The counterclaim set up in Webster v. San Pedro etc. Co ., 101 Cal. 326, seems to have been properly referable to subdivision 1 of section 438 of the Code of Civil Procedure; and the same is probably true of that mentioned in Clark v. Taylor , 91 Cal. 552. Nothing is decided in either of those cases contrary to the view here stated.

         Our conclusion is reached with less reluctance, because the defendant may yet sue and recover in the proper court the sums due to him for breach of the plaintiff's contract, evidenced by the written instruments of November 1, 1892.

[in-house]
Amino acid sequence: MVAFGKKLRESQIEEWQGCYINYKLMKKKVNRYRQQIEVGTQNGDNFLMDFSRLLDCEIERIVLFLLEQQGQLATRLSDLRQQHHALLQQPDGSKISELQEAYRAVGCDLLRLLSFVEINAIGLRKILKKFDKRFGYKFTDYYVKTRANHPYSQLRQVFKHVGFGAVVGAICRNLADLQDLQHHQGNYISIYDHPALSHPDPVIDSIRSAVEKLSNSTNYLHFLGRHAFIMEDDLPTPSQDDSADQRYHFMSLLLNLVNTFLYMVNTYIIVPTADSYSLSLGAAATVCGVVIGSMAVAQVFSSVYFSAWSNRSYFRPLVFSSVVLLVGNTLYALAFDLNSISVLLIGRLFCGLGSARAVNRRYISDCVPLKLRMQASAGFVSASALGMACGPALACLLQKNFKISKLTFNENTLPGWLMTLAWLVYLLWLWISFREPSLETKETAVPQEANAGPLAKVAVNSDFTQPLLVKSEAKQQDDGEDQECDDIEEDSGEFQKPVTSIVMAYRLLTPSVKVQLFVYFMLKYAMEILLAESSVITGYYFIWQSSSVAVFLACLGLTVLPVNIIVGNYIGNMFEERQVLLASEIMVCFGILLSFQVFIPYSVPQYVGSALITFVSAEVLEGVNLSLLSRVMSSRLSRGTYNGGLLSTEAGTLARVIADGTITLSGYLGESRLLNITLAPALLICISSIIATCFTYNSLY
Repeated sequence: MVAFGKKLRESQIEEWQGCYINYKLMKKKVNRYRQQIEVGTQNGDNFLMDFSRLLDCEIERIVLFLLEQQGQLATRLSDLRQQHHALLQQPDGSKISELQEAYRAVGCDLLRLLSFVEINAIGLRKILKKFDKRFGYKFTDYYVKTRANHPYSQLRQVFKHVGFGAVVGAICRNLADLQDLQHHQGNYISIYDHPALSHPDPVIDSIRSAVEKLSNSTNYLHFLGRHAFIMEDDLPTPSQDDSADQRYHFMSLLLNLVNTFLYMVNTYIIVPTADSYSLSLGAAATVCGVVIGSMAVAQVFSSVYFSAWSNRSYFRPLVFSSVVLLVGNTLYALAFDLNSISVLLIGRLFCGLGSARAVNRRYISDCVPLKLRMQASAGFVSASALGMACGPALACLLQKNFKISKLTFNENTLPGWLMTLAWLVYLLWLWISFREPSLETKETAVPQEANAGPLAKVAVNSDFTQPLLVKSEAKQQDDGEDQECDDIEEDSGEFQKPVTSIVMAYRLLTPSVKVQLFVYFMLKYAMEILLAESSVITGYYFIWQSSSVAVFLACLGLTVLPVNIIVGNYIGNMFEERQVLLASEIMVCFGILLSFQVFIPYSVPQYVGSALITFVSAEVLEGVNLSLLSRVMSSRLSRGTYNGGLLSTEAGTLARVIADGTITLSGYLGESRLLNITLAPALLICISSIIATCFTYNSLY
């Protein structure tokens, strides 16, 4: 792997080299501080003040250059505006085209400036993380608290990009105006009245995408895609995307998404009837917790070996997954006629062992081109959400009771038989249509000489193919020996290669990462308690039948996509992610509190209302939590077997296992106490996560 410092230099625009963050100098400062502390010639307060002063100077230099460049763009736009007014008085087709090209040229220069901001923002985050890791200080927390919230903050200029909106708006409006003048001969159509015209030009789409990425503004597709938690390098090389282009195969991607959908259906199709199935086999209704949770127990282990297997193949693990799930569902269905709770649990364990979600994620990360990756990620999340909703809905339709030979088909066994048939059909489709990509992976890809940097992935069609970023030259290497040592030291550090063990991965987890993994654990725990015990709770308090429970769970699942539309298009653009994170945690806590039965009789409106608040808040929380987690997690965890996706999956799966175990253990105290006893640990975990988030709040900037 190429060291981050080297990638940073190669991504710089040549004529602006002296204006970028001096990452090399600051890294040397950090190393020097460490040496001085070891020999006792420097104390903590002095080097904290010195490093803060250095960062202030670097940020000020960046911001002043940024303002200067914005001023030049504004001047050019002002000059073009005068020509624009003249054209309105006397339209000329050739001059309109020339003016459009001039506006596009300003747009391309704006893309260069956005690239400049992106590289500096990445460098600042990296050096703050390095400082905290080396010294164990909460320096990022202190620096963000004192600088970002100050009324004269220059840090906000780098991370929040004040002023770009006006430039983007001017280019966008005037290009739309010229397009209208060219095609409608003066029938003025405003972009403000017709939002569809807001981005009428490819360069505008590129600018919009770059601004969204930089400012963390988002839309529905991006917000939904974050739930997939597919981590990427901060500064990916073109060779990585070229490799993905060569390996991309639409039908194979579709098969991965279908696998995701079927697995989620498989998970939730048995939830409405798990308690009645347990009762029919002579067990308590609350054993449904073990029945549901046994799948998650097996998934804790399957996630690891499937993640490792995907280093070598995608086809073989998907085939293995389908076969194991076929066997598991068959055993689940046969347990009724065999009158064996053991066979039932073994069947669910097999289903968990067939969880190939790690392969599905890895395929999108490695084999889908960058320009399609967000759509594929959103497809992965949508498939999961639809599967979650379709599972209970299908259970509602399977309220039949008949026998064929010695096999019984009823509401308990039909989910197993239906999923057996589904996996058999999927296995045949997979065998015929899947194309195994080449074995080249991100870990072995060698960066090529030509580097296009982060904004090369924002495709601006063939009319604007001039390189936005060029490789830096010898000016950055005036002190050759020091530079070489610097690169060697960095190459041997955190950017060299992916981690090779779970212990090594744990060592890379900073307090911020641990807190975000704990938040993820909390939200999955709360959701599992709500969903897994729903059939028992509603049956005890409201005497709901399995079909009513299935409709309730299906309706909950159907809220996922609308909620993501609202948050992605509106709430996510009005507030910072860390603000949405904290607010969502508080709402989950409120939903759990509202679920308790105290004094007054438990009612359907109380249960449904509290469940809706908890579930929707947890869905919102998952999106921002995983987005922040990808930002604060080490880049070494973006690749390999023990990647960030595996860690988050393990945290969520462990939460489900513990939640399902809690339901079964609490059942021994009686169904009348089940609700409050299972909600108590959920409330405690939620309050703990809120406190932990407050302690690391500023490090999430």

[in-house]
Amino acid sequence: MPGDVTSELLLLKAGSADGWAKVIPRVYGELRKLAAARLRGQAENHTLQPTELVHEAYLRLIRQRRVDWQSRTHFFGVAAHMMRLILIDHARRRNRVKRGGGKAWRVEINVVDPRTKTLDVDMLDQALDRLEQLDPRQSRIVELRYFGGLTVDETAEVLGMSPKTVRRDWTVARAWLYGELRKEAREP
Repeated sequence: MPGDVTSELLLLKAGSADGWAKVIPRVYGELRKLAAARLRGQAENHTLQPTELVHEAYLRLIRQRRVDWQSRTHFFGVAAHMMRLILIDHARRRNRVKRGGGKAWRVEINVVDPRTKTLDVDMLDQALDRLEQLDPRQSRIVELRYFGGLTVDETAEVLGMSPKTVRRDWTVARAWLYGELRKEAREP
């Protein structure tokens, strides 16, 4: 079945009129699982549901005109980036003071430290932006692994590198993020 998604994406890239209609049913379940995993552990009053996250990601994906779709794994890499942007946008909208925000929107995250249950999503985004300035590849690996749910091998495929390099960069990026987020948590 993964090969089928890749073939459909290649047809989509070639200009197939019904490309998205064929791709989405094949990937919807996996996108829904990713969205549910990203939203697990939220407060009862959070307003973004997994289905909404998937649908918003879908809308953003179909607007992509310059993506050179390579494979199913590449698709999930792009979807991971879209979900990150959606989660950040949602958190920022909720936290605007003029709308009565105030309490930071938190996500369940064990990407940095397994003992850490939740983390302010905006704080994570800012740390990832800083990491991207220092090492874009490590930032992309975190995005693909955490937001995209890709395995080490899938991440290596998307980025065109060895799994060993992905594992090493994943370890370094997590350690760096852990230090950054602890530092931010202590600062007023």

The judgment should be modified by striking therefrom the recovery of one hundred and ninety-nine dollars and seventy-five cents and interest thereon allowed to defendant, and as so modified the same should be affirmed.

         For the reasons given in the foregoing opinion the judgment is modified by striking therefrom the recovery of one hundred and ninety-nine dollars and seventy-five cents with interest thereon allowed to defendant, and as so modified the same is affirmed.

Summaries of

Griswold v. Pieratt

Supreme Court of California
Dec 3, 1895
110 Cal. 259 (Cal. 1895)
Case details for

Griswold v. Pieratt

Case Details

Full title:N. W. GRISWOLD, Appellant, v. JAMES S. PIERATT, Respondent

Court:Supreme Court of California

Date published: Dec 3, 1895


110 Cal. 259 (Cal. 1895)
42 P. 820